There's a way to extend the cutting season for Asparagus. Prune the plants after they flower, top up the nutrients to encourage them to re-grow and cut again for the pot.
This system can deliver fresh shoots three times in the course of the summer.
This year I have left some young stems which so far are not showing signs of flowering. Usually I clear fell, but observation suggests not all stems are going to flower.
Contrast above in the same two bins with the jungle of stems before pruning:
Snag with flowering is that a couple of weeks after the flowers appear, fruits set. They rapidly mature and next thing you know, there are little red berries and you have self-seeded Asparagus plants 'everywhere'.
To get decent stems to pick, the plants need lots of nutrients and water. Having volunteer plants hither and yon means those plants miss out and really become a 'weed'.
Another tweak would be to cut the stems off just under the first leaves, chopping up or mulching the leafy part and leaving the stem stump to still make food for the plant.
It's handy to have a mulcher. I put the mulched stems back on the soil with some added rock minerals and prunings of the Lucerne (Alfalfa) which I grow in the same pots as the Asparagus. The little mulcher is of oriental persuasion which has done sterling work for us for several years. Recently I had the blades turned around and it whirrs away merrily once again. Though with Asparagus and other high water-content prunings, the discharge chute needs regular clearing unless you can find some drier material to mulch together with the Asparagus. After whirring:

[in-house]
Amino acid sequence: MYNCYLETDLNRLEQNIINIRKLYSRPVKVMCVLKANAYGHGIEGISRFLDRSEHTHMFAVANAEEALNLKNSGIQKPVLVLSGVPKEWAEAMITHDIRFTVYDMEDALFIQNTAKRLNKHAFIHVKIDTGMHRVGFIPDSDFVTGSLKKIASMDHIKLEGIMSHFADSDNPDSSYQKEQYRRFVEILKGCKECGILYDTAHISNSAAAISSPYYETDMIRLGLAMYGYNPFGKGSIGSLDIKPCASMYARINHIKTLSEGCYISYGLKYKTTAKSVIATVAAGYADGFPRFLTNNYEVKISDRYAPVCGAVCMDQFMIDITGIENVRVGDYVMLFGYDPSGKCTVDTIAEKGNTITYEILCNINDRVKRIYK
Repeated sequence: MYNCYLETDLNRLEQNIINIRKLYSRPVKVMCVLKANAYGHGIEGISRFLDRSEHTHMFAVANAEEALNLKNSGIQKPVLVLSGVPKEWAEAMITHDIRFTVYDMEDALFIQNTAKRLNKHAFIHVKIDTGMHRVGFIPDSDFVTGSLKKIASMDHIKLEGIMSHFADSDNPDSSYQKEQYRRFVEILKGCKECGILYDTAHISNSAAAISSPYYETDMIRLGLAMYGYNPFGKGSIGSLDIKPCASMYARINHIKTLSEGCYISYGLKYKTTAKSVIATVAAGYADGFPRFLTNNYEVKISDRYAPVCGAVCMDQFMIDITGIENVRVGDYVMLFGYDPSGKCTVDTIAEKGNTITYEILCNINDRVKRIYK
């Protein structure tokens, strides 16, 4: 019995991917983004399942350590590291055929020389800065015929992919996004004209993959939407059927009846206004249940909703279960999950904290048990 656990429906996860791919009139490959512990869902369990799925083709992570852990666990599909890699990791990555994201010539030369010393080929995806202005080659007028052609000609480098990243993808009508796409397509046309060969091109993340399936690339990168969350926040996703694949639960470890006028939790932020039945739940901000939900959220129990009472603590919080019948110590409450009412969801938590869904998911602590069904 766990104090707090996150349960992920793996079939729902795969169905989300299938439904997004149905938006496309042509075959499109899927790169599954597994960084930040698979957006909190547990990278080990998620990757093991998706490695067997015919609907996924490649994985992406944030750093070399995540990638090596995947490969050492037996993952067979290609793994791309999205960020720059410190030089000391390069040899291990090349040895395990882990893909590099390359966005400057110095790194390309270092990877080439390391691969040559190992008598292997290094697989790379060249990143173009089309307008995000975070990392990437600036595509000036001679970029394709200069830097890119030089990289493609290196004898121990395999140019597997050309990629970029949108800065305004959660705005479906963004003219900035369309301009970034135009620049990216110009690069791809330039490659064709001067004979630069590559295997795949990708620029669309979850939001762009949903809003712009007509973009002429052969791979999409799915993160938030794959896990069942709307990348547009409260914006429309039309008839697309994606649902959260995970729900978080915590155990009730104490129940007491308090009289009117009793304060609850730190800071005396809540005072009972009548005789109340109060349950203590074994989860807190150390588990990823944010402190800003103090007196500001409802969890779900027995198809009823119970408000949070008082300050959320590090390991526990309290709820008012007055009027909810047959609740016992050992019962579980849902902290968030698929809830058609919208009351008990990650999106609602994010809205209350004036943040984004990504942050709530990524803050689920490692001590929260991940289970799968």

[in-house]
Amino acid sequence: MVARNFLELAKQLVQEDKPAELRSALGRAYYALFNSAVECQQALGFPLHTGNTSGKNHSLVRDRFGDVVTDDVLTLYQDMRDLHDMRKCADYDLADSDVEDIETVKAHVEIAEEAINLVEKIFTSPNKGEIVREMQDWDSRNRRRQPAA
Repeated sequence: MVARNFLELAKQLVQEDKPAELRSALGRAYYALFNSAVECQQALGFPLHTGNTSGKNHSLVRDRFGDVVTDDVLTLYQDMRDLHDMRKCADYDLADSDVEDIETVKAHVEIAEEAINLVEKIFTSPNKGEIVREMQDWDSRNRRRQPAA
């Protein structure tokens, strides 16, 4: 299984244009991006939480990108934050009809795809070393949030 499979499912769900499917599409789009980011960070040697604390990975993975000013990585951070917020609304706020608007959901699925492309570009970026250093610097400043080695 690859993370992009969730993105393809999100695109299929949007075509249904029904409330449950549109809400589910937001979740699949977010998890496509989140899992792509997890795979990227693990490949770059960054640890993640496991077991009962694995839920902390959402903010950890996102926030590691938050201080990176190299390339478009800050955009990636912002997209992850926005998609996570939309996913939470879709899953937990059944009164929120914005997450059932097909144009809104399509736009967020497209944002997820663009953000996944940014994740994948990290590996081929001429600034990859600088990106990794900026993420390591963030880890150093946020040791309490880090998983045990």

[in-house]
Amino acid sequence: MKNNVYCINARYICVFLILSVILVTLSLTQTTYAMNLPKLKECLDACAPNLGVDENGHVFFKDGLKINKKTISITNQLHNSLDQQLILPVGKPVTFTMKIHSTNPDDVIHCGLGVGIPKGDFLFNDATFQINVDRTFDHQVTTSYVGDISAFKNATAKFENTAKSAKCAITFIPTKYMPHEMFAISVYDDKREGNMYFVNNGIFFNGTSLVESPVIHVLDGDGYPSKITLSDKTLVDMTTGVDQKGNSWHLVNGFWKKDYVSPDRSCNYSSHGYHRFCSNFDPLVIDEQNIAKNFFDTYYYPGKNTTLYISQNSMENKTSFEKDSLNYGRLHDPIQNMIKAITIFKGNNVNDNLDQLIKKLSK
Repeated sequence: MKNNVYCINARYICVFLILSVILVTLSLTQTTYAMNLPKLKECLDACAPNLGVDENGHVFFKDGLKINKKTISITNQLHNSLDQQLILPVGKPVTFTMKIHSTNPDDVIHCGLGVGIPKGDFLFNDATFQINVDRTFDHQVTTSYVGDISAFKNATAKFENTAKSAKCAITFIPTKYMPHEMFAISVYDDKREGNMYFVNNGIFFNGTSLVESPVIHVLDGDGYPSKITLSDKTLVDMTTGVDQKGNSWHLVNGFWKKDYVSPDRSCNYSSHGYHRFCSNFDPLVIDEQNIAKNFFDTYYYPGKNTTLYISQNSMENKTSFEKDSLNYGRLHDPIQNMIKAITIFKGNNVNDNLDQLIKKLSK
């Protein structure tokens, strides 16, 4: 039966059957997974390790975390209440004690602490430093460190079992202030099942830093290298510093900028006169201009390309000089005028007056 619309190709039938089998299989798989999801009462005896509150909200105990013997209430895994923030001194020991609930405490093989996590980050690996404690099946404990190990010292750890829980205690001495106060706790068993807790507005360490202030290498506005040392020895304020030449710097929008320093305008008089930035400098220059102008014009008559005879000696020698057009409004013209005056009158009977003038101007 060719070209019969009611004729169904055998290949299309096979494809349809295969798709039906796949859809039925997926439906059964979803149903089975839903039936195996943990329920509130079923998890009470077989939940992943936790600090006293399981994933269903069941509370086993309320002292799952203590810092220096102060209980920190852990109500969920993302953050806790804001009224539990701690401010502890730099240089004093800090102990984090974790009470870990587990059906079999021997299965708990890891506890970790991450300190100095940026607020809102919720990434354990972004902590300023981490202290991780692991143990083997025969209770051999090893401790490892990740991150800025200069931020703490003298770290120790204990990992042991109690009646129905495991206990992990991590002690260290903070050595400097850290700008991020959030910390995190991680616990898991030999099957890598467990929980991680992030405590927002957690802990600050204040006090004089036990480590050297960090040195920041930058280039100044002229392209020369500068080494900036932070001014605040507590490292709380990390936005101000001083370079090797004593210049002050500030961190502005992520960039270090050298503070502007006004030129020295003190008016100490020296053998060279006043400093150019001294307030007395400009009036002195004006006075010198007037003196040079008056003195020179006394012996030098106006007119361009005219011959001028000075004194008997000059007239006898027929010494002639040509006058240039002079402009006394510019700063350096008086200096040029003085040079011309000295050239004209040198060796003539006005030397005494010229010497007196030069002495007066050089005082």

With these young plants - been in the ground about 1 year - I have tied them back to keep them from flopping about. They are in a Hills wicking bin which is a narrow, deep container. In general the stems do need support especially in a small garden where passage-ways are restricted.
The other Asparagus plants are 3 to a 200L wicking bin. Ideally they would be only 2 in that sized container had I more spare bins.
Flowers from green Asparagus are yellow and flowers from the purple Asparagus are this colour:
There are a total of 14 plants of 4 varieties not all of which are producing edible stems yet. The oldest by about 10 years is Connover's Colossal a heritage variety grown from seed. Then there's some hybrid seedlings bought from a commercial plant shop. There's the purple seedlings bought from Diggers and the latest plants were 6 minute babies from a con artist on eBay. They are growing well now. Six plants fitted in an ordinary letter envelope with room to spare. You could say I was not a happy camper.
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